Zach Supalla is the founder and CEO of Particle, a self-described “prototype-to-production platform for developing an Internet of Things product.” Particle offers two wireless-enabled microcontroller boards, the Photon and Electron, as well as software development tools and an Internet of Things Cloud platform for both Wi-Fi and cellular connected products.

Photo courtesy of Particle

Photo courtesy of Particle

With the Photon and Electron respectively, Particle offers two kinds of connectivity: Wi-Fi and cellular. How should makers choose between them?
You have to identify the problem you’re trying to solve, and your business model, and then work backward. Is your customer willing to pay the monthly data fee for a cellular device?

If your product is out of range of Wi-Fi, you’ll need a cellular connection. Another consideration is reliability. If your product is mission critical, like a security system, you might want cellular connectivity.

Adorable Illustrations by James Burke

Adorable Illustrations by James Burke

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One unexpected thing we discovered: For a lot of commercial or industrial applications, they have a Wi-Fi network, but they don’t want to deal with the hassle of getting their device on that network, so they use cellular. A lot of business decisions are made to go around the IT department.

If you make the right decision at the beginning, a lot of the rest of the technology flows from there. The way the devices react to each other, and the way they react to the web — all of it becomes kind of intuitive, if you figure out the business model and strategy up front.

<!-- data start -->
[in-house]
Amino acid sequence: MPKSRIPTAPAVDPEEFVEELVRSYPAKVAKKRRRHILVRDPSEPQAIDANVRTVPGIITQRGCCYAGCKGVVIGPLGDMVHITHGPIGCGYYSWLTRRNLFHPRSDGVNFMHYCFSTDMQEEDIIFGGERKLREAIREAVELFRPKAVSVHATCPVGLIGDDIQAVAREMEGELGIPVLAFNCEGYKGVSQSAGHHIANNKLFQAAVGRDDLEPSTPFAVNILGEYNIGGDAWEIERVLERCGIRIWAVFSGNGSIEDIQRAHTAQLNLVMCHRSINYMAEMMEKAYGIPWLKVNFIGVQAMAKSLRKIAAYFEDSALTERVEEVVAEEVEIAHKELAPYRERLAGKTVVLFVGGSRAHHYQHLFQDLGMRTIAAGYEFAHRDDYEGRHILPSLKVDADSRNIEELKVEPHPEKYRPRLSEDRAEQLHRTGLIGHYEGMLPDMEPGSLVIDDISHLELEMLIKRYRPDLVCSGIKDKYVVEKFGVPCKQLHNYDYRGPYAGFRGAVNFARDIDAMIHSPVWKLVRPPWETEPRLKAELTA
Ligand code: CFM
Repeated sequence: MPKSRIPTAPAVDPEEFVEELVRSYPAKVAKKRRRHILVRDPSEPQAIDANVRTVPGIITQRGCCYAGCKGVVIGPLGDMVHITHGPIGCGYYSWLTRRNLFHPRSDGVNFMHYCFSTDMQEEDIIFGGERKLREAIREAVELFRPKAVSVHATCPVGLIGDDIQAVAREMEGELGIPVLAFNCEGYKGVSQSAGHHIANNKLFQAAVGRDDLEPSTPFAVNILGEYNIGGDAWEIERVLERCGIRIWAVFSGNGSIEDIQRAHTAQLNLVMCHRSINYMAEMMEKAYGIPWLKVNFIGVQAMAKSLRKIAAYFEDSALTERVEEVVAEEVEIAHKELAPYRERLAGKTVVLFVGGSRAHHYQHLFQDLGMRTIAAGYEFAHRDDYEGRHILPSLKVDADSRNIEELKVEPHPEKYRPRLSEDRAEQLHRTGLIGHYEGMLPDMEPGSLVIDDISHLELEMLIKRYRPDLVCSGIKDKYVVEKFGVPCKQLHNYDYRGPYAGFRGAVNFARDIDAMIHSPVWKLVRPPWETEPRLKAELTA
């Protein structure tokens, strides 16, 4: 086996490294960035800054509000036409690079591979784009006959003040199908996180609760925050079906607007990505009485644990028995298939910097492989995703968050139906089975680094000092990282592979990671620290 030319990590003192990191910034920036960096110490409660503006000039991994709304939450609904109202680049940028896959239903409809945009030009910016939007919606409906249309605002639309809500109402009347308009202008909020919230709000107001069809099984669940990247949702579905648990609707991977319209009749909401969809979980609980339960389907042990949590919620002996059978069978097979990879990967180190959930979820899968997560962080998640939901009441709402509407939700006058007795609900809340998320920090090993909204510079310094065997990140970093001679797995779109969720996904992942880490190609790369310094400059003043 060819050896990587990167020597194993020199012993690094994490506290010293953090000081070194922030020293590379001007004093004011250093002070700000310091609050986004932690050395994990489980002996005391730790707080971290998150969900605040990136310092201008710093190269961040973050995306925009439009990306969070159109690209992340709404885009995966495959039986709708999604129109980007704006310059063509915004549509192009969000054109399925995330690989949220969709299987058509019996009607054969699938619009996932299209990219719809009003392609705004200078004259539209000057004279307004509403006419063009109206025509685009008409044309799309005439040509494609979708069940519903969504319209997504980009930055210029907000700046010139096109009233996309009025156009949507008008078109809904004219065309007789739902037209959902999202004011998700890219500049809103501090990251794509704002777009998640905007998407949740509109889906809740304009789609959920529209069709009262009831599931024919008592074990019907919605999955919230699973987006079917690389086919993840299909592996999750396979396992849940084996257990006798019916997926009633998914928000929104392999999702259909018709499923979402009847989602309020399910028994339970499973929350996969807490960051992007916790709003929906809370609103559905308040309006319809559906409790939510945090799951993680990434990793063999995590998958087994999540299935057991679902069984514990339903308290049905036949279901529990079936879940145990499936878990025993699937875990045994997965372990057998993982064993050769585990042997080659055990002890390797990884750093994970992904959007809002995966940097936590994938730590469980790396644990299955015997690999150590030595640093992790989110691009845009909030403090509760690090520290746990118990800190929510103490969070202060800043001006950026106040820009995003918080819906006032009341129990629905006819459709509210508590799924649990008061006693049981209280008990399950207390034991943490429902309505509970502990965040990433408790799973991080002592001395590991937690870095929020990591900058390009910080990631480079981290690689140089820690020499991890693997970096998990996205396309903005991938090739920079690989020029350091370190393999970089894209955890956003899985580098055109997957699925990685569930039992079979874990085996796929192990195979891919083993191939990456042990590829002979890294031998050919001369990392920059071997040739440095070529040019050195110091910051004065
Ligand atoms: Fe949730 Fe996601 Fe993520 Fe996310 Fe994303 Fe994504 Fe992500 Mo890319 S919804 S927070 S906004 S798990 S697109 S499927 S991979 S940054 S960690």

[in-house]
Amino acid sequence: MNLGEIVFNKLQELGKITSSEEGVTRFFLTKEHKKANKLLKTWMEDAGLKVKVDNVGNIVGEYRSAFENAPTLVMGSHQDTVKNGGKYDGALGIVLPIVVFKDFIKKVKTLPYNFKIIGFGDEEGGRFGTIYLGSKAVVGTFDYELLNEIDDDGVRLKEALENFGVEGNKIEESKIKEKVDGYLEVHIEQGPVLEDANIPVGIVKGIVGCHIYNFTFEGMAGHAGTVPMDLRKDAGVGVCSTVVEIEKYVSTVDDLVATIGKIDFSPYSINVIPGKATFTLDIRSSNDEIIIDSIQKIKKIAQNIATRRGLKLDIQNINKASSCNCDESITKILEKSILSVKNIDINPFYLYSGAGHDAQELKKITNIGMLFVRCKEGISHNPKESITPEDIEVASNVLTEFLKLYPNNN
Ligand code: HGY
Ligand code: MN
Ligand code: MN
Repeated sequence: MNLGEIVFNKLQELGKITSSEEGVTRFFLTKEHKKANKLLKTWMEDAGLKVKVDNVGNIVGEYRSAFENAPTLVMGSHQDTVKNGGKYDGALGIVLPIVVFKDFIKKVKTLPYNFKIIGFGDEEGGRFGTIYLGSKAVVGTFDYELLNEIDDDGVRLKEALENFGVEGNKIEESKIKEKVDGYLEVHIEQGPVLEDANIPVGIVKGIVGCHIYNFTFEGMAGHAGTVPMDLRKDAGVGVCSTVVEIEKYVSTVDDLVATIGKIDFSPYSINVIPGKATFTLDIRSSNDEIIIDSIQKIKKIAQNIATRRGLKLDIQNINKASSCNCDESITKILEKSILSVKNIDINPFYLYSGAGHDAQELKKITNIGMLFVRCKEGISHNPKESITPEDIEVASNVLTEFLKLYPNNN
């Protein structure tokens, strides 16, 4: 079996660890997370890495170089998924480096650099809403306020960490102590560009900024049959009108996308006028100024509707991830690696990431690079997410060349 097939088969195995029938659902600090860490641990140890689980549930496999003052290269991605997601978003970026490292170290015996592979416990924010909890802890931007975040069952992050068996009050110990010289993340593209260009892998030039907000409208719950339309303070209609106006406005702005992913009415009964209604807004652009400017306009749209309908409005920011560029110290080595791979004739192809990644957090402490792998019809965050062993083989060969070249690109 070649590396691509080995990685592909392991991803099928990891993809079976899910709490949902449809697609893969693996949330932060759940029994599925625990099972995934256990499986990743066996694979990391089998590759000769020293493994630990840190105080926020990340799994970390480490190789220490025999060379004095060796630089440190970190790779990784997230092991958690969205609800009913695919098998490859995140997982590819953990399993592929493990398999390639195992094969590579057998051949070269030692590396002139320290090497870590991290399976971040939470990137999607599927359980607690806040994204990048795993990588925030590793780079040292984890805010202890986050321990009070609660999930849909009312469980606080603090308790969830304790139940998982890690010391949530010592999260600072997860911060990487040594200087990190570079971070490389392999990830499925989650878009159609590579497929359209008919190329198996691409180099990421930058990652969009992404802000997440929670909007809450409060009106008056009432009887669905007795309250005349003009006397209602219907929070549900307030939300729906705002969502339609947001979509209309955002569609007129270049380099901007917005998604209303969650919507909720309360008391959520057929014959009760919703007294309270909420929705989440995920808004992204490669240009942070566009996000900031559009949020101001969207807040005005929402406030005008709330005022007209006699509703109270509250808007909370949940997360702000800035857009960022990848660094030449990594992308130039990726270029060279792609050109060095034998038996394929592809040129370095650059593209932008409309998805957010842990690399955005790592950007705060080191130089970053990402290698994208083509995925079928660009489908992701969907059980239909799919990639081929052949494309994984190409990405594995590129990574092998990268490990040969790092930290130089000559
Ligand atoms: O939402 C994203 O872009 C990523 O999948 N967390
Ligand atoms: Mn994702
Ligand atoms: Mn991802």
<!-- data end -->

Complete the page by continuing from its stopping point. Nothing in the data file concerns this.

How can a maker cut through the noise, and the hype, surrounding the Internet of Things?
We used to avoid the term “Internet of Things,” because of the hype. We preferred “connected devices.” But a lot of our customers are IoT people, they’ve bought in, so we want to respect that. For others, IoT is meaningless jargon. What they care about is what problem the product is solving.

For instance, we work with Opti, a stormwater management system. It’s a great product, given the increase in extreme weather and flooding. They don’t say, “We are an IoT product.” They say, “We have a great stormwater management system.”

I have an advisor who likens the term “IoT” to “robots.” You use the term “robot” until a product has utility and deserves its own word; it’s not a “robotic bread warmer,” it’s a “toaster.” That’s happening with IoT as well.

What are some future IoT technologies that Maker Pros should keep their eyes on?
There are interesting and semi-related battles happening in three areas: new IoT aspects to the current LTE wireless standard (Cat-0, Cat-1, Cat-M), mesh networking (ZigBee, Thread, 802.15.4, 6LoWPAN), and low power wide area networking (LoRa, Sigfox). It’s not clear who’s going to win these battles, but it will probably play out over the next 5 years.

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That’s challenging if you’re trying to launch a product this year.
It’s frustrating, because if you have an application that you’re trying to build today, you’re probably thinking, “Just tell me which one to use! I don’t want to wait for 5 years!” But if you’re sitting on the sidelines, it will be fun to watch this play out.